Letter: Thanks to Medical Reserve Corps

More than 2,400 hours of personal time were donated by volunteers of Putnam County’s Medical Reserve Corps during the COVID pandemic. That’s the number of hours it would take to drive to California from New York, and back 56 times. 

Since the beginning of the pandemic nearly two years ago, MRC volunteers have played an integral role in our response. From March 2020 through to our last COVID-19 vaccine Point of Dispensing (POD) in February 2022, their invaluable assistance supported the health department in multiple ways — from fielding countless phone and email inquiries, to providing over 25,000 COVID vaccinations. For this dedication and commitment helping our residents, the Putnam County Department of Health staff wishes to express its deepest gratitude and appreciation. 

Some volunteers worked more than 30 PODs; others joined later in the pandemic when fatigue might have set in otherwise. One volunteer logged 174 hours.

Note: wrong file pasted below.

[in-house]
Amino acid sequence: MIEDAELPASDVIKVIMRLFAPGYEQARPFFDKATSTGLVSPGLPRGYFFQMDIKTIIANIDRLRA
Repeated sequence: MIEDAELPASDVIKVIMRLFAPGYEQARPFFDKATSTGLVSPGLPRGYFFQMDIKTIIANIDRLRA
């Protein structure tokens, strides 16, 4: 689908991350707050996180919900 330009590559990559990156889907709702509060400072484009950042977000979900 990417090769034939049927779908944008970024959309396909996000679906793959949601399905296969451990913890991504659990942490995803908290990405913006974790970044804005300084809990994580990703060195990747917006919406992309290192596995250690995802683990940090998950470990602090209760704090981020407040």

Witness these examples of their committed public service: They drove to vaccine clinics in Brewster, Carmel and Philipstown in all types of weather, including snow. They reported as early as 8 a.m. and stayed as late as needed to complete their assigned tasks. They worked indoors and outdoors, sometimes in wet and frigid weather, with no complaints. They paid for their own gas, brought their meals and snacks, and received no financial compensation. When we expressed our thanks, they told us they only “wanted to help” and work together to “get shots in arms.” 

We will never know how many lives our MRC volunteers helped save. Their individual and collective presence was immense. Their selfless contribution of time and resources supported and safeguarded the health of our 100,000 residents and our Health Department staff. For that alone, they deserve our respect and gratitude. This altruistic dedication spotlights a support network solidly in place and growing.  

As thanks and to give back to the MRC, the Health Department wrote a grant proposal to provide free training to these volunteers. Notification recently came that the proposal was accepted and funded. By enhancing the training of our volunteers, we can continue to assure readiness and sustain qualifications of our volunteers. And our residents can rest assured that we face the future armed with extraordinary human resources and volunteerism, built upon expertise, experience and perseverance.  

Dr. Michael Nesheiwat, Carmel
Nesheiwat is the Putnam County health commissioner.

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